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Kenya's trade deficit drops Sh33.6bn on corona woes

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The Central Bank of Kenya building in Nairobi. FILE PHOTO | NMG

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Summary

  • Kenya imported goods worth Sh556.2 billion in the four months to April 2020, a decline of Sh17.4 billion from a year earlier, while export earnings rose by Sh16.2 billion to hit Sh221.9 billion in the four months.
  • The import bill has largely come down due to lower fuel costs in the period following a steep decline in global crude prices as demand fell due to the Covid-19 restrictions in many economies.
  • Disruptions in global supply chains due to the coronavirus have impeded trade between countries.

Kenya’s trade deficit narrowed by Sh33.6 billion in the four months of the year compared to a similar period in 2019, helped by a lower import bill and an uptick in export earnings.

Data from the Central Bank of Kenya shows that the country imported goods worth Sh556.2 billion in the four months to April 2020, a decline of Sh17.4 billion from a year earlier, while export earnings rose by Sh16.2 billion to hit Sh221.9 billion in the four months.

The import bill has largely come down due to lower fuel costs in the period following a steep decline in global crude prices as demand fell due to the Covid-19 restrictions in many economies. As a result, the price of a litre of petrol and diesel in Nairobi had come down to Sh83.33 and Sh78.37 in the May review, from Sh109.50 and Sh101.78 respectively at the beginning of the year.

Disruptions in global supply chains due to the coronavirus have also impeded trade between countries. Locally, hundreds of thousands of jobs have been lost following the restrictions in economic activity to control the spread of the virus, hitting hard the purchasing power in the economy, which is largely fed by imported goods.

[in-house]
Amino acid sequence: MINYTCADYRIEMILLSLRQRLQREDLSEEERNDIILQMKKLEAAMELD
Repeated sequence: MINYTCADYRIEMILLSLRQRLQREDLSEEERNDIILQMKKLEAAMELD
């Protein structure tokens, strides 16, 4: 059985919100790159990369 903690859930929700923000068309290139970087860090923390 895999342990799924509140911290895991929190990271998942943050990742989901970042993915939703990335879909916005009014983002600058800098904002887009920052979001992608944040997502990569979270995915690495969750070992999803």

On the export side, while volumes have been hurt by the global trade disruption, higher prices, especially on tea, have helped moderate some of the losses.

The CBK data shows that tea export earnings rose to Sh47.4 billion in the four months to April, from Sh40 billion in the similar period last year.

“The (export) sector will continue to benefit from the recent cessation of restrictions in key destination markets and increased cargo capacity,” said CBK in a release following the Monetary Policy Meeting last month.

Horticulture and coffee earnings were, however, lower in the period than last year at Sh7.92 billion for coffee and Sh38.6 billion for horticulture compared to Sh8.26 billion and Sh41.7 billion respectively last year.

CBK added that the volume of flower exports was lower by 36.5 percent in April 2020 compared to April 2019, but higher prices moderated the impact of the lower volumes. The reopening of European economies will particularly help flower exports, which had all but been halted by the lockdowns.